Love still dealing with Ryder Cup loss

By Rex HoggardOctober 17, 2012, 7:13 pm

ST. SIMONS ISLAND, Ga. – In the 17 days since the U.S. Ryder Cup team blew the largest lead on home soil, Davis Love III has tried to fill every waking moment with distractions.

There have been tournaments – Love is making his third start since Medinah this week at the McGladrey Classic, is scheduled to play in the season-ending stop at Disney World and has three “silly season” starts on his calendar – and hosting duties (McGladrey), paddle boarding (an early Wednesday session off East Beach) and Policy Board duties (Monday’s meeting was his last as a player director).

Some would call this busy work, but on Wednesday at Sea Island Resort Captain America seemed to be coming to the realization that he was just postponing the inevitable. Bidding time until the quiet moments caught up with him and the doubts began dropping like so many European putts on that September Sunday in Chicago.

“Still not sleeping well,” he admitted when asked if the second-guessing had subsided or just started.

From his captain’s picks to his Sunday pairings Love has heard all the Monday morning quarterbacking, all the doubts, all the instant analysis that can make one of the most enjoyable jobs in golf seem ruthlessly thankless.

So in retrospect where, in Love’s opinion, would he have taken a Medinah mulligan?

“You sit there and go if I'd have just put the pin left on 17 on Sunday rather than right, would that have made a difference?” Love allowed.

That’s right, pin positions, of all things. Macro meet micro.

“If I could do something over again, it would be more getting guys thinking about Sunday’s singles and maybe the pins needed to be easier or harder,” Love said.

As for his pairings or captain’s picks Love leaves that to the pundits and revisionist.

For those who suggest that Love should have pressed harder for Keegan Bradley and Phil Mickelson, who were undefeated in team play, to play Saturday’s afternoon fourball session he points out that those were the same people who questioned sending the American duo out early on Sunday.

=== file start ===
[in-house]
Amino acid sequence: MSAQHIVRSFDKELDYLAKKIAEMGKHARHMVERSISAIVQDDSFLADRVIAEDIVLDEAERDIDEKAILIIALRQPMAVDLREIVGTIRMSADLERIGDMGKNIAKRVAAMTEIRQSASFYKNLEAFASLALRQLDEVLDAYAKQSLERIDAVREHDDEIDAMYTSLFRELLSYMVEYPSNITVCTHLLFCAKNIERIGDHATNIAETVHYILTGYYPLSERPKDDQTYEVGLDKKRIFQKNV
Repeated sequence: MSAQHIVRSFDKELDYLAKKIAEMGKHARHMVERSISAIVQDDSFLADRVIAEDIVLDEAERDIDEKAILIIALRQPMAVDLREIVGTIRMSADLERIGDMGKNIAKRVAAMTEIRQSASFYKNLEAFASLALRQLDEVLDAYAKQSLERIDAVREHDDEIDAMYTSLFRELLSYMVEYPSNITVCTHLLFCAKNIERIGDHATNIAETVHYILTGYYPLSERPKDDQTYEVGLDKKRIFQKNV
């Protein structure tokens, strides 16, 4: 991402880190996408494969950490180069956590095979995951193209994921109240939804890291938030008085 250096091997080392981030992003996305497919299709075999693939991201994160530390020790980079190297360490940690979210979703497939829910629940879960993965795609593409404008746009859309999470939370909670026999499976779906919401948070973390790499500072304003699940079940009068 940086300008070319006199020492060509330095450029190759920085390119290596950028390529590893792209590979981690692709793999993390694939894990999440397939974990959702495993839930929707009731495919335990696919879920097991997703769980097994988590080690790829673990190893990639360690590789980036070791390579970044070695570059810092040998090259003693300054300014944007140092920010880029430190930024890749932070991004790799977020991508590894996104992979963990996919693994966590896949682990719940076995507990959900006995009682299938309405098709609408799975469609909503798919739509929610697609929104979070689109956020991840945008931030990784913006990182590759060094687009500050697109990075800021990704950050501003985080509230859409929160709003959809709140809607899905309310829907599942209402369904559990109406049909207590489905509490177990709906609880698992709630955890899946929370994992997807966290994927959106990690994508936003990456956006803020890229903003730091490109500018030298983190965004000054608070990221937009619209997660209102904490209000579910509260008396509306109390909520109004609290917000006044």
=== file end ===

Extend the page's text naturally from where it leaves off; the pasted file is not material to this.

Or that those who questioned the wisdom of sending Tiger Woods out last on Sunday are some of the same critics who blasted Love’s decision to sit Woods for Saturday’s foursomes session.

For Love the second-guessing is more esoteric and personal. For a captain that didn’t leave a single detail overlooked it is now the details that haunt him when the distractions subside.

“Maybe I should have had (sports psychologist) Bob Rotella there . . . had him sitting there,” Love said. “Maybe I needed him in the locker room, OK; we're four (points) ahead. What do I do now?”

In Love’s defense he was playing without a script at Medinah. An American team hadn’t headed into Sunday’s singles with such a commanding lead (four points) since 1981(10 ½-5 ½) and there is no “prevent defense” in the captain’s playbook.

Midway through Ryder Cup week Love realized he needed to play the Justin Timberlake Shriners Hospitals for Children Open, and last week’s Open and any other event that would allow him to hide in the moment and avoid micro-analysis.

But it was only a momentary reprieve. For those who know him the type “A” personality that made him such a good fit as captain now precludes him from moving on, at least entirely.

As for the critical analysis from the media masses and beyond Love knew coming in it was part of the gig, like custom golf carts and walkie-talkies.

“I signed up for that,” Love said. “We thought (1997 captain Tom) Kite was one of the best captains we'd ever played for and he just got hammered for the way he did everything. Tiger and Justin (Leonard) and I played bad, didn't get any points. So it was all Tom's fault. So I understand that.”

But then dealing with external doubt was never going to be a problem for Love, he’s been to enough Atlantic Coast Conference football games to know it is the nature of leadership. Dealing with the internal demons, well that’s something else. If the devil is in the details it is more than a little ironic that Love always comes back to the big picture.

“I wouldn’t change anything about the week except a point (the European margin of victory),” he said.

Even more telling, however, was Love’s reaction when asked if he would take the job again.

“I don’t know,” he sighed. “I don't think we could put any more into it than we did, other than a couple putts lipping out for them and a couple putts lipping in for us and we'd have won.”

With that he was off to play Wednesday’s pro-am at Sea Island. For five hours he could concentrate on his own putting, and that’s a start.

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Kelly, Sauers co-lead in Hawaii; Monty, Couples in mix

By Associated PressJanuary 19, 2018, 3:52 am

KAILUA-KONA, Hawaii - Fresh off a solid performance on Oahu, Jerry Kelly shot an 8-under 64 on the Big Island on Thursday to share the first-round lead at the Mitsubishi Electric Championship, the season opener on the PGA Tour Champions.

The 51-year-old Kelly, who tied for 14th at the PGA Tour's Sony Open last week in Honolulu, birdied five of his final seven holes to shoot 30 on the back nine at Hualalai. He won twice last season, his first on the over-50 tour.

Gene Sauers also shot 64, going bogey-free amid calm conditions. Thirty-two of the 44 players broke par in the limited-field event, which includes winners from last season, past champions of the event, major champions and Hall of Famers.